Gates Foundation Supports Savings Accounts for the Poor | Blog | | Development through Enterprise

I particularly like this observation of what poverty does to one’s ability to enter into the sanctioned forms of economic development:

“One of the arguments that Portfolios of the Poor makes is that the poor lack robust, flexible, and effective financial tools.  Perhaps not surprisingly, this lack of resources spurs creative money management among poor households.  Some utilize products in ways that defy their original design.  For example, several borrow money through microcredit as a way to save it for future use.”

Gates Foundation Supports Savings Accounts for the Poor | Blog | | Development through Enterprise

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Inculcated with fear

What popped into my head while I was writing a reply to why abuse, incest and rape are common themes in horror movies. So inculcated with the laissez-faire attitude of our society towards this topic, that I kinda thought for a second, really? People actually are still effected by this kind of gore? Predictable and cheesy? When the real horror is the nightly news.


1. instill, infix, ingrain.

Use inculcate in a Sentence

–verb (used with object), -cat⋅ed, -cat⋅ing.

1. to implant by repeated statement or admonition; teach persistently and earnestly (usually fol. by upon or in): to inculcate virtue in the young.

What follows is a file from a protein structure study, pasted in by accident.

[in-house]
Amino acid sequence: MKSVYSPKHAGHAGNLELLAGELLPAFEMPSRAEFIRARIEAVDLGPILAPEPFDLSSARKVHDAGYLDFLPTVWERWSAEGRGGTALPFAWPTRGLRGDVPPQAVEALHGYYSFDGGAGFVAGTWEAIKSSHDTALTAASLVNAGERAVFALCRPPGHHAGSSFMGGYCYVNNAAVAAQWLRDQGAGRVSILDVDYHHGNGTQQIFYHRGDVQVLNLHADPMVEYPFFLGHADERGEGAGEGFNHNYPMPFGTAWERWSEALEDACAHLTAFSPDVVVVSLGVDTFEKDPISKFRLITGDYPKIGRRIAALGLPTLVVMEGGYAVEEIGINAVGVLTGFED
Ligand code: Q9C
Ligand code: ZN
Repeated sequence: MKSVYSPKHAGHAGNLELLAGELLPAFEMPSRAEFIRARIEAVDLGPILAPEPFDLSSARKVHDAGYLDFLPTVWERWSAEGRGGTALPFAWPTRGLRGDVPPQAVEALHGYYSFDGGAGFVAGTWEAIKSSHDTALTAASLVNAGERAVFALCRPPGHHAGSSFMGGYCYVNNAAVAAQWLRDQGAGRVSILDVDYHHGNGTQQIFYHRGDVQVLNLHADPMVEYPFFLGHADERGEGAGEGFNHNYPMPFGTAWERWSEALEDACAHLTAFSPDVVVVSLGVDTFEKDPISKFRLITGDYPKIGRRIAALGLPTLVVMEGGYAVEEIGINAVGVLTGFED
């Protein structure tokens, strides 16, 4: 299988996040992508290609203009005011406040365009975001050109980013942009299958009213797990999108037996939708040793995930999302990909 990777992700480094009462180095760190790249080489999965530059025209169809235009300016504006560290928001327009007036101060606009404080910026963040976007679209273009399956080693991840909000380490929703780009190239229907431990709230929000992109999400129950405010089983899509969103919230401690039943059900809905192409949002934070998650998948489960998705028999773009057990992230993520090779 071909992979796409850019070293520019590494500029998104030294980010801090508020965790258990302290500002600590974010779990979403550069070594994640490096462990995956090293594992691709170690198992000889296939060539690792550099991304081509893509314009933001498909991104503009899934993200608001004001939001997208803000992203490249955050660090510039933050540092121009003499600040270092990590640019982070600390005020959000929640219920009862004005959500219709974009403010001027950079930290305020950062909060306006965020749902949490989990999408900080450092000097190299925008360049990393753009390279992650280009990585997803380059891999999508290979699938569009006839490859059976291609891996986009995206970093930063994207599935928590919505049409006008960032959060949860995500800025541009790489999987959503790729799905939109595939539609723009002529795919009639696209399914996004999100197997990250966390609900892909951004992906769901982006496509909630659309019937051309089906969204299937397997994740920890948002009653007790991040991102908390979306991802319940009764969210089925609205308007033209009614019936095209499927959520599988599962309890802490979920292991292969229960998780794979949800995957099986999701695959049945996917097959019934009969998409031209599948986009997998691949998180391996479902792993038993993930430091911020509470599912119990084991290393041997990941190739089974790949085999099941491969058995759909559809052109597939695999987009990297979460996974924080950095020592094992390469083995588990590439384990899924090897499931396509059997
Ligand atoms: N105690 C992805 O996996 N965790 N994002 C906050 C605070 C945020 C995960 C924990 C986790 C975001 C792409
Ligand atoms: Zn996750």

2. to cause or influence (someone) to accept an idea or feeling (usually fol. by with): Socrates inculcated his pupils with the love of truth.

Double Bubbles

Double Bubbles

Originally uploaded by Jeff Kubina

lightness for Sunday

Give and Take

Unbacked currency
is supposedly
one of the things
that ails us
resilience economics
needs more
‘scenario sketches’
a determination
can be made
as to
or not
we are
or by
how much
the institutions
can ruin
the rubble
their foundations
like the
or Pyramids
built on the backs of
factory workers
slowly being
of the crumbling
middle class
seem to cite
too much
these days


Be straightforward and honest in all your business dealings.
* Be civil and businesslike at all times—in person, on the phone, and in letters, faxes, and emails—even if the person you’re dealing with is not.
* Be clear about what you want, need, and expect.
* Don’t expect editors and other publishing people to be perfect. Do expect them to treat you fairly, honestly, and with respect. (If someone doesn’t, your best course of action is usually to stop working with them.)
* Ask for, expect, and, if necessary, insist on reasonable fees, terms, and deadlines.
* Never agree to anything you find unacceptable. If a publisher isn’t willing to negotiate a reasonable deal, it’s better to have no deal at all.
* Live up to whatever commitments you make—and expect editors and publishers to do the same. Meet or beat all deadlines.
* Don’t promise what you can’t deliver.
* If you see in advance that you’re not going to be able to deliver what you promised by your deadline, let the appropriate person know immediately.
* When you make a mistake, miss a deadline, or cause a problem, apologize promptly and do what you can to make amends.

My life as a polaroid

Enschede, the Netherlands

22, rolled double 4s twice

My day in links

For which cause all the country of your possession shall be under the condition of redemption.